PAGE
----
April 3, 2014
In this excerpt from Sheet Metalworking: State of the Art, the concept of adaptive forming, a special form of air bending, is introduced and explained.
Editor’s Note: This is an edited excerpt from Sheet Metalworking: State of the Art, published by LVD Group.
Air bending (also known as free bending) is the most common way for bending sheet metal because of its flexibility.
In air bending, a bend angle is formed by driving the punch into the sheet metal to a specific position within the die opening. Different bend angles can be obtained using the same set of tools. The sheet thickness and the behavior of the material determine the angle that can be achieved by the position of the punch.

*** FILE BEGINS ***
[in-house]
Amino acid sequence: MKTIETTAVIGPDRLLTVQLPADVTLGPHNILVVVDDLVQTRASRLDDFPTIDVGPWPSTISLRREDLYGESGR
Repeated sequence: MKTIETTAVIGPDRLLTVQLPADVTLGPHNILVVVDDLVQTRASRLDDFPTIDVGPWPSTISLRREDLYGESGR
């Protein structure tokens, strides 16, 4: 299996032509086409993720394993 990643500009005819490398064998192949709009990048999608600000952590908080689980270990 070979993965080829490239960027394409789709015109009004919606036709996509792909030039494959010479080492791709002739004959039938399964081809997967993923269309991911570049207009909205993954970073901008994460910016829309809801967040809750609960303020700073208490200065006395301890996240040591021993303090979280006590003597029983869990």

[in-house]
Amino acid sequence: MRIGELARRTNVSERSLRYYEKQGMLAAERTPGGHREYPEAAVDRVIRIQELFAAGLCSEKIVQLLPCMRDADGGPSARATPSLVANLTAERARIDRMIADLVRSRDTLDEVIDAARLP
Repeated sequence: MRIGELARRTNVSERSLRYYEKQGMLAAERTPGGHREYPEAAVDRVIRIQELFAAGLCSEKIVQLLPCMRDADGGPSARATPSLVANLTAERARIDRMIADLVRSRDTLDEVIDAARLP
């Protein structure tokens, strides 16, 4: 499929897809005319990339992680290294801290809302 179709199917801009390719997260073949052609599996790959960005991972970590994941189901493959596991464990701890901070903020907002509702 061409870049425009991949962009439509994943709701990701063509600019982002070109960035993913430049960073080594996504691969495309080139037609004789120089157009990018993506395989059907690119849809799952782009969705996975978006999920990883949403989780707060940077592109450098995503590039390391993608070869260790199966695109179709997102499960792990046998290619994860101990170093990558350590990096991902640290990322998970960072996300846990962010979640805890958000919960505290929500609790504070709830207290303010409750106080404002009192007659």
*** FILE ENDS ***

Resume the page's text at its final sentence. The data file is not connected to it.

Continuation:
As the punch drives down into the sheet metal, plastic deformation of the material occurs—not the fracturing of the material that occurs with cutting and punching. In fact, tensile strength of the material has little effect on the bending process. (After the bending occurs is another story.) Bending is mainly affected by strain hardening, the property by which a material becomes stronger the more it is deformed.
Looking at the bending of material with low strain hardening, a press brake operator finds that the resistance to yield remains virtually the same even until deformation. As bending occurs, the material first yields where the bending stress is highest: in the middle of the die under the punch. There is no reason that surrounding material should yield, and the deformation continues where it started. The material bends around the punch, and the radius of the bend will be equal to the punch radius.